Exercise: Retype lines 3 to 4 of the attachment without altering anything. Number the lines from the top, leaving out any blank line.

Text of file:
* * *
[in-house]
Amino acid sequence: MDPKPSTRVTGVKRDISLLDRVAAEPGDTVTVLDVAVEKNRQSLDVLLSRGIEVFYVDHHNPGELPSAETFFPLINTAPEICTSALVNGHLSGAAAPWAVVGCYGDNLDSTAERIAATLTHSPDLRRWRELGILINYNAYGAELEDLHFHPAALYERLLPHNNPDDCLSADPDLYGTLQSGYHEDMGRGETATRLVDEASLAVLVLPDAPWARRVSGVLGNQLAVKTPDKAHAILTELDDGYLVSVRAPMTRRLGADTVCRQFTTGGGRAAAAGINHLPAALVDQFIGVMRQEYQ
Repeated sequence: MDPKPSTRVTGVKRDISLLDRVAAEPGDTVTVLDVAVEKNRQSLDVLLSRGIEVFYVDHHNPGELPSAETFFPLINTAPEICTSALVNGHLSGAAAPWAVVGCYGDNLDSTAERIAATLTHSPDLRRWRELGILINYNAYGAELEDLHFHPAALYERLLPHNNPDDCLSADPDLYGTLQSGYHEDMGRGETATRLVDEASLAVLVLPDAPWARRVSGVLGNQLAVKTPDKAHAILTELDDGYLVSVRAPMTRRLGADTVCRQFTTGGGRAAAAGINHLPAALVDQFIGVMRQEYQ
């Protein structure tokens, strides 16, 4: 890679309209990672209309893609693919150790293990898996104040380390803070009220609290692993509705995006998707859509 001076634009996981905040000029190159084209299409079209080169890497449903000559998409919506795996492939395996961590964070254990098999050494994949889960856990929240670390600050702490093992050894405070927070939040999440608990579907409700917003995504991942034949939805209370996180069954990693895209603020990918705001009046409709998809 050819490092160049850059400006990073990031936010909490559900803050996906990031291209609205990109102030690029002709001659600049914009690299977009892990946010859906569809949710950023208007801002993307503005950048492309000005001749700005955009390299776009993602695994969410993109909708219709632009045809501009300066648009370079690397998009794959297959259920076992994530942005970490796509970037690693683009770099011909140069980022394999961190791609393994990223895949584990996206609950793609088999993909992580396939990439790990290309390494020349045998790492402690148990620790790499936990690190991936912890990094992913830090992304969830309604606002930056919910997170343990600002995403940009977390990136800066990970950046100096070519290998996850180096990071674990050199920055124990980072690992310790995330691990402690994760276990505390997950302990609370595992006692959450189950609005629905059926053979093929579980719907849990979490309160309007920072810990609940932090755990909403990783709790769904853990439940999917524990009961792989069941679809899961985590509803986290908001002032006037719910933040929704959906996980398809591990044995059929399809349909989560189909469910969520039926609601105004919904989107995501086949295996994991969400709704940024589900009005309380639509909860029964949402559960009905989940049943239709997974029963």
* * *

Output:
Repeated sequence: MDPKPSTRVTGVKRDISLLDRVAAEPGDTVTVLDVAVEKNRQSLDVLLSRGIEVFYVDHHNPGELPSAETFFPLINTAPEICTSALVNGHLSGAAAPWAVVGCYGDNLDSTAERIAATLTHSPDLRRWRELGILINYNAYGAELEDLHFHPAALYERLLPHNNPDDCLSADPDLYGTLQSGYHEDMGRGETATRLVDEASLAVLVLPDAPWARRVSGVLGNQLAVKTPDKAHAILTELDDGYLVSVRAPMTRRLGADTVCRQFTTGGGRAAAAGINHLPAALVDQFIGVMRQEYQ
């Protein structure tokens, strides 16, 4: 890679309209990672209309893609693919150790293990898996104040380390803070009220609290692993509705995006998707859509 001076634009996981905040000029190159084209299409079209080169890497449903000559998409919506795996492939395996961590964070254990098999050494994949889960856990929240670390600050702490093992050894405070927070939040999440608990579907409700917003995504991942034949939805209370996180069954990693895209603020990918705001009046409709998809 050819490092160049850059400006990073990031936010909490559900803050996906990031291209609205990109102030690029002709001659600049914009690299977009892990946010859906569809949710950023208007801002993307503005950048492309000005001749700005955009390299776009993602695994969410993109909708219709632009045809501009300066648009370079690397998009794959297959259920076992994530942005970490796509970037690693683009770099011909140069980022394999961190791609393994990223895949584990996206609950793609088999993909992580396939990439790990290309390494020349045998790492402690148990620790790499936990690190991936912890990094992913830090992304969830309604606002930056919910997170343990600002995403940009977390990136800066990970950046100096070519290998996850180096990071674990050199920055124990980072690992310790995330691990402690994760276990505390997950302990609370595992006692959450189950609005629905059926053979093929579980719907849990979490309160309007920072810990609940932090755990909403990783709790769904853990439940999917524990009961792989069941679809899961985590509803986290908001002032006037719910933040929704959906996980398809591990044995059929399809349909989560189909469910969520039926609601105004919904989107995501086949295996994991969400709704940024589900009005309380639509909860029964949402559960009905989940049943239709997974029963």